Parmigiano–Black Pepper Popcorn

December 30th, 2008

I love popcorn. Who doesn’t? Oh, another thing I love is cheese, so when my eyes fell upon a recipe for parmigiano-black pepper popcorn it seemed like a match made in heaven.

Aaron and I got to work shredding cheese, grinding pepper and popping corn. Ok, so it takes a little more time than pushing a buttons on a microwave, but come on.. it cheese and popcorn which is bound to equal delicious! We made the mistake of making the whole recipe, which was way, way too much, but oh how tasty it turned out. The addition of olive oil really adds a nice flavor to the popcorn, as does the little bits of black pepper. It’s a great way to add a little pizazz to your popcorn and would be a lovely snack for a new year’s party.

Parmigiano Black Pepper Popcorn

1/2 cup finely grated Parmigiano-Reggiano cheese
1/2 teaspoon finely ground black pepper
1/2 teaspoon table salt
1/2 cup popcorn kernels
3 tablespoons unsalted butter, melted (preferably clarified)
1 tablespoon best-quality extra-virgin olive oil

1
In a small bowl, toss together cheese, pepper, and salt until well combined.
2
Using an air popper, pop corn kernels into a large bowl.*
3
While corn pops, combine butter and olive oil in a small bowl; stir well.
4
As the large bowl begins to fill, alternately drizzle olive oil over popcorn and sprinkle with cheese mixture, occasionally tossing to coat.
5
When popcorn stops popping, use your hands to toss everything together and ensure ingredients are evenly distributed. Serve immediately.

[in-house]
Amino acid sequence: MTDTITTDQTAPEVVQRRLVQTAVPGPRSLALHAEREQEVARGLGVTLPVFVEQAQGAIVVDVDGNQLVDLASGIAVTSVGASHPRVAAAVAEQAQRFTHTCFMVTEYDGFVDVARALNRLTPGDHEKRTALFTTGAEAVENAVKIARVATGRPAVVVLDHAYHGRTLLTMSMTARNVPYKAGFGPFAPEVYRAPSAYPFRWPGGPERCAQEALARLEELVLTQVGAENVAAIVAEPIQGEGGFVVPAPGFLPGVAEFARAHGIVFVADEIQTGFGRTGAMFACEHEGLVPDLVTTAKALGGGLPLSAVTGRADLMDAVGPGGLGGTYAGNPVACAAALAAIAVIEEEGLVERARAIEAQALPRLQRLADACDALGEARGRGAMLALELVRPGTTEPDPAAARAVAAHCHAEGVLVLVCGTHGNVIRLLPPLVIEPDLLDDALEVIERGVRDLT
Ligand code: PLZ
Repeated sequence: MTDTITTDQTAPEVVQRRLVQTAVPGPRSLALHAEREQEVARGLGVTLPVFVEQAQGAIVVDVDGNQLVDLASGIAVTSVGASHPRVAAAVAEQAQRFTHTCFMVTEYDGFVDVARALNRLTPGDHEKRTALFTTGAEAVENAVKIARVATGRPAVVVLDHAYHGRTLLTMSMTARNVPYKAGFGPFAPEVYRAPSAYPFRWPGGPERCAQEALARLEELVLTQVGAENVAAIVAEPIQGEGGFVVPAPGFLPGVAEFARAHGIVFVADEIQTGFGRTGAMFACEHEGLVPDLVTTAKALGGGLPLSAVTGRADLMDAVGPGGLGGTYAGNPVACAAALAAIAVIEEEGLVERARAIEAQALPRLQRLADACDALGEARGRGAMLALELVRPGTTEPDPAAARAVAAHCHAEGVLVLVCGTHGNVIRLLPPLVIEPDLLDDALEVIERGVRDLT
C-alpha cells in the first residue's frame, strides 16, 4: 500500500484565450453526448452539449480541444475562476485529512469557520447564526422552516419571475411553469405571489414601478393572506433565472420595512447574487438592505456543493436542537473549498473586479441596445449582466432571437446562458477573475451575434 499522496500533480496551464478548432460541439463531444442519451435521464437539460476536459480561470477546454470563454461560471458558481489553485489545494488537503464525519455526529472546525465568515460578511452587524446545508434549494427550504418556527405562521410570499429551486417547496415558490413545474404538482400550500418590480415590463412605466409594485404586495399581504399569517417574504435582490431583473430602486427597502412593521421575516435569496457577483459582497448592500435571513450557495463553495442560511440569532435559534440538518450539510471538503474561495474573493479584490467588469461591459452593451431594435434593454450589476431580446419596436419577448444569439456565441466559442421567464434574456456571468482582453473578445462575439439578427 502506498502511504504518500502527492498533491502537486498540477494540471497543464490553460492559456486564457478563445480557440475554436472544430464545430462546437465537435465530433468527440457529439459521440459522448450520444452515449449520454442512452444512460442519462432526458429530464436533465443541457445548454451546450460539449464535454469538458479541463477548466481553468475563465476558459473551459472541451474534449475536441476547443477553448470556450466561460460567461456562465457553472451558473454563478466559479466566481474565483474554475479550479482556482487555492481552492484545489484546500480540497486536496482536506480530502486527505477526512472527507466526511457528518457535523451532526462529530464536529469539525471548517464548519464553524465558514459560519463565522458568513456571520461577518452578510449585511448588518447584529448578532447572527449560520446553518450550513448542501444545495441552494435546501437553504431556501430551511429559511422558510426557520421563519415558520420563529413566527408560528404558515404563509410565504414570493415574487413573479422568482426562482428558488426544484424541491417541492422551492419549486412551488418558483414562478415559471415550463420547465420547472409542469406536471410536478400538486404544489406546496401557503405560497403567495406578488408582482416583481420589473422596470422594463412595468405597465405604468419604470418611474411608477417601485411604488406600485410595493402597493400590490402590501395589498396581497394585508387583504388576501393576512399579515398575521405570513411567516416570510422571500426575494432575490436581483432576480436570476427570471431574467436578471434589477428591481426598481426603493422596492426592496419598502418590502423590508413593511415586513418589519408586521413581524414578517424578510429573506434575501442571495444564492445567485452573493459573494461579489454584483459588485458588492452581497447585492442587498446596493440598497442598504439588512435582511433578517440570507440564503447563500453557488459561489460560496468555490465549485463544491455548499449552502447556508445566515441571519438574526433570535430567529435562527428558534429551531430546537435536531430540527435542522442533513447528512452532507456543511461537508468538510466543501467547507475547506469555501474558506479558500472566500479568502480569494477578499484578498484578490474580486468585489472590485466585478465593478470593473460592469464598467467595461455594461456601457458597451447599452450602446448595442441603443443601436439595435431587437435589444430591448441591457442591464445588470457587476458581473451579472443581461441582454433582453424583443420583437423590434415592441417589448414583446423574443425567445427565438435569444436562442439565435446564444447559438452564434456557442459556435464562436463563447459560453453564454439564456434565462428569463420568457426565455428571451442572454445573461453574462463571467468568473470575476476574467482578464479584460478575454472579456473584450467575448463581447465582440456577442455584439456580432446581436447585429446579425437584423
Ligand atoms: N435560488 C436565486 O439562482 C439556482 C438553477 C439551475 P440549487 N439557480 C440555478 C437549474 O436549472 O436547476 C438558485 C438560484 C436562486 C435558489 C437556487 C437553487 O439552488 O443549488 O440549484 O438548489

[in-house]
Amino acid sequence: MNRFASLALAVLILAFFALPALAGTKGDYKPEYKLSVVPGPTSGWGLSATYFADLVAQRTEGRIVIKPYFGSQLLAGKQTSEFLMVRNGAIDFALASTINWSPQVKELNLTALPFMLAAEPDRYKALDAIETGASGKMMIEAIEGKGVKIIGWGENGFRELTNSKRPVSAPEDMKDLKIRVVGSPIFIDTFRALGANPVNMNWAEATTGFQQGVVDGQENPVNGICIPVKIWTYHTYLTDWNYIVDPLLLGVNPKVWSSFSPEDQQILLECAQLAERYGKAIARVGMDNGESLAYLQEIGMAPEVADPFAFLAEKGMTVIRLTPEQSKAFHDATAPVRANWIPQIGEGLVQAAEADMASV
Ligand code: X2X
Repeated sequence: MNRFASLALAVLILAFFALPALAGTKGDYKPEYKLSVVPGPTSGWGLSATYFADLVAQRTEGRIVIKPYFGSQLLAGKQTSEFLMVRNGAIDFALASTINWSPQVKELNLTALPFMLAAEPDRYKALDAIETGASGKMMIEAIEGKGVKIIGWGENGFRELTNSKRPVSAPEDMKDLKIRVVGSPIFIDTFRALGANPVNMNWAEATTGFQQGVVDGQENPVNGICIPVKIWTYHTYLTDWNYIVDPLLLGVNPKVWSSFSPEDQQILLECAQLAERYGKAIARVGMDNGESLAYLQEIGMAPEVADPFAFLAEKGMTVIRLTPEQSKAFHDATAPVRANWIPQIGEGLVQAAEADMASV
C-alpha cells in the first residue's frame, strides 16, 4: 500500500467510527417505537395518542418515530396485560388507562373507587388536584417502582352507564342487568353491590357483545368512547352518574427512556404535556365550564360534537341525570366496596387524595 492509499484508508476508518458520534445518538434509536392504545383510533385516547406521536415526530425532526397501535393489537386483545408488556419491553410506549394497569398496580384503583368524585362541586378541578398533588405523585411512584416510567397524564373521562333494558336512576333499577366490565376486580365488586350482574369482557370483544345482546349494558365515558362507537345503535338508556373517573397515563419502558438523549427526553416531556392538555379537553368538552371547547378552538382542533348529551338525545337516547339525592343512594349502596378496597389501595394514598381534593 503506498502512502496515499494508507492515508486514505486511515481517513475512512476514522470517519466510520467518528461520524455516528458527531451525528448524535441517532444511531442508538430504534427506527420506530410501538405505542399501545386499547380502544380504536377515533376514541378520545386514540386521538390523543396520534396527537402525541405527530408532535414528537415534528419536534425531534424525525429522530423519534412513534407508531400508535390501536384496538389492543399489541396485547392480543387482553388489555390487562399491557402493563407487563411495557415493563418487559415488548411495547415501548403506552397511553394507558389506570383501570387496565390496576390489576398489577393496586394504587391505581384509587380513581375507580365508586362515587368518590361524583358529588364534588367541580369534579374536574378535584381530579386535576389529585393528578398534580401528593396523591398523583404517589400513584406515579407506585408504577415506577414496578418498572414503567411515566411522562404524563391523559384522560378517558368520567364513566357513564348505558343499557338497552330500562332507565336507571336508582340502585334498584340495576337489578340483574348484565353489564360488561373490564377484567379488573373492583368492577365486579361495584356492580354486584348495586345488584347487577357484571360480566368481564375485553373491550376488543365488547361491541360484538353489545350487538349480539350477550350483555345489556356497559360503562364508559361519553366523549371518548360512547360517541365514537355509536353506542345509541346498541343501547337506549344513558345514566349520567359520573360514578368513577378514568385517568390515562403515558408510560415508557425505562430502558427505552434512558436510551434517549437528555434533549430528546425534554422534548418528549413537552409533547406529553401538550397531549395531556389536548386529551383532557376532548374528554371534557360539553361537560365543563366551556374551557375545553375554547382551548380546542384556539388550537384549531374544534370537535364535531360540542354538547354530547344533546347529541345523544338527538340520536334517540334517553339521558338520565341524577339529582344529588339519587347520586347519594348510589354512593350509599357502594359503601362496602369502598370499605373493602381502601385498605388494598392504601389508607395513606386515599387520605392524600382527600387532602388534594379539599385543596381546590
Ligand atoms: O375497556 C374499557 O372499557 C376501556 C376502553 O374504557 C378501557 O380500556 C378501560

* I cooked my popcorn on the stovetop. It still turned out delicious.

thumbprint cookies

December 29th, 2008

Well, it may be past Christmas, but there’s always more room for cookies in my book. Although, if you’re making any new year’s resolutions about eating healthier, you may want to slip these in before January 1. So let’s get baking before the new year!

I followed this basic recipe for an all-in-one dough I found in Everyday Food. It’s a nice dough for a variety of cookies, but I really love the way it provides a nice base for fruit. The process is pretty simple, just make the dough, chill it, then use a scoop to form the cookies and instead of using your thumb, use a measuring spoon to create a bowl for the fruit. I used some sugared raspberries that I had in the fridge, but any kind of jam would be lovely. If you want to get crazy I suppose you could use chocolate or something, but I really like the way the fruit balances the richness of the dough.

When I pulled my cookies out of the oven, once again they didn’t look quite like they were suppose to. (I made these before reading the butter article in the Times.) They still looked nice, they just spread a bit, next time I’ll use chilled butter. But I have to say, these were so good. The dough was super rich and buttery while you got just the right amount of fruit to offset the richness. Delicious!

Cookie Dough
based on this recipe from everyday food

1 cup (2 sticks) unsalted butter, room temperature
3/4 cup sugar
1/2 teaspoon salt
2 large eggs
1 teaspoon pure vanilla extract
1/4 teaspoon lemon extract OR 1/4 teaspoon lemon zest
2 1/4 cups all-purpose flour (spooned and leveled)
1 jar of jam

1
In a large bowl, using an electric mixer, beat butter, sugar, and salt until light and fluffy.
2
Add egg yolks, one at a time, scraping the bowl after each addition. Reserve egg whites. Add vanilla and lemon extract or zest.
3
With mixer on low, add flour; mix just until combined. Wrap in plastic; chill until firm, about 1 hour. To make ahead: Refrigerate up to 2 weeks, or freeze up to 3 months.
4

Preheat oven to 350°. Remove chilled dough from refrigerator. Using a small scoop, place round of dough on cookie sheet, about 1 inch apart.
5
Using the bowl of a 1/4 teaspoon, make an indentation into each cookie.
6
Whisk the egg white with 1 teaspoon water and brush each cookie with the wash.
7